Friday, December 23, 2005

Physical Policy


The last 48 hours have provided important insights into King Gyanendra's refusal to reciprocate the Maoists' ceasefire.
Even if you discount the Royal Nepalese Army's contention that the Maoists used the first three months of the ceasefire to buy weapons, two unlikely quarters have apparently vindicated the government's stubbornness.
The reality that terrorist activities continued during the first-phase of truce was documented by Insec, an NGO that could hardly be considered an ally of the royal regime.
True, 62 people were killed by the security forces and 13 by the Maoists during the truce period, according to Insec. But, then, it wasn’t the government that declared the ceasefire.
More importantly, 13 deaths and thousands of abductions hardly represent a diminution of Maoist terrorism – unless you count body bags as the sole determinant.
No less revealing was the letter Ian Martin, the United Nations' human rights czar in Nepal, wrote to the Maoists seeking clarification on "physical action" they have vowed to use to sabotage municipal polls scheduled for February.
Martin could be genuinely flustered. Could the rebels mean they would start picketing polling centers at dawn to prevent voters from getting in? Or block ballot boxes from leaving the polling centers at the end of the day?
Alas, the Maoists have earned such a reputation that few sane minds seem ready to credit them with any capacity for peaceful resistance.
For many Nepalis, "physical action" means murder and maiming. Kuber Sharma of the Hariyali Party – a minister of the first cabinet King Gyanendra formed that held the second peace talks with the Maoists – has advanced a very selfish reason for not participating in the polls. "No candidacy at the cost of life," one newspaper headline summed up Sharma as saying.
Kesar Bista, chief of the brand-new Democratic Party, registered his organization with the Election Commission but doubted the government's ability to hold the polls. But that was before he joined the council of ministers. Responsibility must have led him to revise that view.
Forget about Afghanistan, Iraq or Kashmir. Parallels can't stand up to common sense. The constitution is virtually silent on local bodies. There is no mandatory minimum turnout for an election to be considered valid. When you count the number of votes a candidate or party gains purely on the basis of the number of ballots cast, end of story. All the state media need to focus on is the percentage of votes won.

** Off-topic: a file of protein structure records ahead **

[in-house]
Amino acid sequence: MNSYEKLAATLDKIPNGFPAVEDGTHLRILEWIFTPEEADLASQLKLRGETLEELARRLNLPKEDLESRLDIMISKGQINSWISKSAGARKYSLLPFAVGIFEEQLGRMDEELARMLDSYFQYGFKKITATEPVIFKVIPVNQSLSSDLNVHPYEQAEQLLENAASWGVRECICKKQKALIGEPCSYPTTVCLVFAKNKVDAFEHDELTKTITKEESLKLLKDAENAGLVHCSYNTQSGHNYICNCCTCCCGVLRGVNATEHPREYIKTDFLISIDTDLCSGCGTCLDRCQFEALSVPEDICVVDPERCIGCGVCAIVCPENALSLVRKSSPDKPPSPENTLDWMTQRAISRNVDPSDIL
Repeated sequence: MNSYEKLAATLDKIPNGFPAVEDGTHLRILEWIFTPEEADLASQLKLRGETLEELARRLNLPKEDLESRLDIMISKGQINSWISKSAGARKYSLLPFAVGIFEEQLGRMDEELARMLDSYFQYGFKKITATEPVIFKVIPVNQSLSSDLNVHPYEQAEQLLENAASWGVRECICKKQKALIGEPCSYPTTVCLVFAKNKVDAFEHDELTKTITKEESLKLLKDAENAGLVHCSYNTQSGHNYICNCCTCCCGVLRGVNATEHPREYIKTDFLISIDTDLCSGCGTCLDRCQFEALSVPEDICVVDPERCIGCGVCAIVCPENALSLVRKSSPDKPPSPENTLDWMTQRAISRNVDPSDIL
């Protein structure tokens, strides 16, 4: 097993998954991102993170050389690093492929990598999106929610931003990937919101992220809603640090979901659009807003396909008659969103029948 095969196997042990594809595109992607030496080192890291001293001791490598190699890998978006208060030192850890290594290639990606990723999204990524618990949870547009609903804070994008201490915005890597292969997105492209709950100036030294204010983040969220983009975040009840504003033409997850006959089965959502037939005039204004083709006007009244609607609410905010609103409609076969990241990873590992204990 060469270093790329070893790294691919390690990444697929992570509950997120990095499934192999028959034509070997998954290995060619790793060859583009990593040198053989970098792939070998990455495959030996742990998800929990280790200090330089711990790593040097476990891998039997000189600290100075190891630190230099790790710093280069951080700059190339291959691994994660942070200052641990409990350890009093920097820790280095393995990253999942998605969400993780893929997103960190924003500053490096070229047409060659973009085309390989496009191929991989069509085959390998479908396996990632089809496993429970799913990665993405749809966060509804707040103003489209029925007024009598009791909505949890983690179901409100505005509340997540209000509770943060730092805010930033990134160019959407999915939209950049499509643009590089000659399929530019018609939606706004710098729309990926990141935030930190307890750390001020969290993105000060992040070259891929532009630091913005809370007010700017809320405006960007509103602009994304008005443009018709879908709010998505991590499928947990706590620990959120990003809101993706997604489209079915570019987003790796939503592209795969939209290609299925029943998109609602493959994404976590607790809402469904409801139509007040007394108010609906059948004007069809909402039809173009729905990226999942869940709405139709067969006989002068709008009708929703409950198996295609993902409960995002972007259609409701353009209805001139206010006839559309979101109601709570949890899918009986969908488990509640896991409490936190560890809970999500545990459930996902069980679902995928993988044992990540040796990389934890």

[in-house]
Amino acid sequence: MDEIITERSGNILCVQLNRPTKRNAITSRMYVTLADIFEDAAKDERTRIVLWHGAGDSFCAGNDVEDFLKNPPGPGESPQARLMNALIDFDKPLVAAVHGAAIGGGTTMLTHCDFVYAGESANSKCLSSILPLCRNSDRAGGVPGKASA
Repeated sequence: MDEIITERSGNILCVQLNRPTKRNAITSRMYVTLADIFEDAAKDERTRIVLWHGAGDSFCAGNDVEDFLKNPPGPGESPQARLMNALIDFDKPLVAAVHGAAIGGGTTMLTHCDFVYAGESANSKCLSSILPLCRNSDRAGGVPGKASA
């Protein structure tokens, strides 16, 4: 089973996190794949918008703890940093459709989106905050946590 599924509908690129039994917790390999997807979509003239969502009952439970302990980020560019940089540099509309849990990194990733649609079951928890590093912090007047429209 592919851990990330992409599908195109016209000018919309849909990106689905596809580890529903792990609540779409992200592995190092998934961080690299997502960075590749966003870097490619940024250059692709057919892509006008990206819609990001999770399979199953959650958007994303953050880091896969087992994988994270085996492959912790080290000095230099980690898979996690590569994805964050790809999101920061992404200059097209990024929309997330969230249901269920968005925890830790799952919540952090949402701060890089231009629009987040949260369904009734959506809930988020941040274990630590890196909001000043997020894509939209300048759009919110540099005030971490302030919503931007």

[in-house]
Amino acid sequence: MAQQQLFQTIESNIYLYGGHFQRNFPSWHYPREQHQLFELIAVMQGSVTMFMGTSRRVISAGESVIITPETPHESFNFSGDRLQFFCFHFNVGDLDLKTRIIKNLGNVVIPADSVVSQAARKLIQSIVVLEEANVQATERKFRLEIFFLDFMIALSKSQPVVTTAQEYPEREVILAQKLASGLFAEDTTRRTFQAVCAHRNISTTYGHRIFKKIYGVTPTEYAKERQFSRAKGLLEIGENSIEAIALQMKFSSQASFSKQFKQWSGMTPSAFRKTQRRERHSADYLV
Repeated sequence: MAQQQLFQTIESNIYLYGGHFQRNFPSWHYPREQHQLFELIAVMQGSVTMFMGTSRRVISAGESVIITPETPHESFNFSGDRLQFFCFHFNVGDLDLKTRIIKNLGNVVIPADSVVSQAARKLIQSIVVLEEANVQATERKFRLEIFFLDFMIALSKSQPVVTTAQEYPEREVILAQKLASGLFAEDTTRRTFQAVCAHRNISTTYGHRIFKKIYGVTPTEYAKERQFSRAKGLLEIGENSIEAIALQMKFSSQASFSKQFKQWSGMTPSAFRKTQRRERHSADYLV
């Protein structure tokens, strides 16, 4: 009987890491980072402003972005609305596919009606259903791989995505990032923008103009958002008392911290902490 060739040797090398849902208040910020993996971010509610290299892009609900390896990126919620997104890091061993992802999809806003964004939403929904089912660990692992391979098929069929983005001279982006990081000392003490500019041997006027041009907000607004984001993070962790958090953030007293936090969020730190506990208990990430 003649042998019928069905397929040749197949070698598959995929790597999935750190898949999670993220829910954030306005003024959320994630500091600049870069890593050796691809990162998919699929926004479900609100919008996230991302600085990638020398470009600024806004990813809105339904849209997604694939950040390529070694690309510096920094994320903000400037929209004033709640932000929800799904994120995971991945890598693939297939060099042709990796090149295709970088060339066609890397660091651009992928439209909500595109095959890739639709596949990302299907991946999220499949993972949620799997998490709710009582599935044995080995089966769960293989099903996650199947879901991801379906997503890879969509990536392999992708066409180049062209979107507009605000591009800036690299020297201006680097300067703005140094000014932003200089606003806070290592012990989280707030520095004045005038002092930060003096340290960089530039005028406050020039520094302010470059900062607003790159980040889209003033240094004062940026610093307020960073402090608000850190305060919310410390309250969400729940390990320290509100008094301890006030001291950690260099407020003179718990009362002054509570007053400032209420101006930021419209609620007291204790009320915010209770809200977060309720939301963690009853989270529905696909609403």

Unless the mainstream parties can touch off their much ballyhooed tsunami in time to block the election, they would probably be better off on the sidelines. Having key adherents elected as independents or as members of smaller parties would be a bonus.
An extended period in the opposition has its redeeming value. Ordinary Nepalis who celebrated the parties' triumphant homecoming in 1951 weren't too bothered when King Mahendra showed them the door nine years later.
Three decades later, the people celebrated the demise of the partyless system only to hail the dismissal of a democratically elected government 12 years later. It is axiomatic in Nepal that the government of the day is always worse than the one it replaced.
What about the Maoists? They took their chances with the king and later with the parties. They have warmed up to international aid agencies by pledging to work in the country's impoverished areas where they hold sway. Of course, much would depend on how much control Prachanda has over local cadres who have thrived demanding money from aid agencies before forcing them to scale back projects. For now, the United Nations folks are thrilled by the rebels' vow to adhere to the their Basic Operating Guidelines for aid and development work.
Crafty as they are, the Maoists might persuade Martin of their peaceful intentions without having to formally extend the ceasefire. What if they don't? They have used peace as a fa├žade so many times that if and when their genuine sincerity starts surfacing, it might not count for much. The royal regime would probably still be castigated, but not enough to turn into frowns the grins key members would be wearing.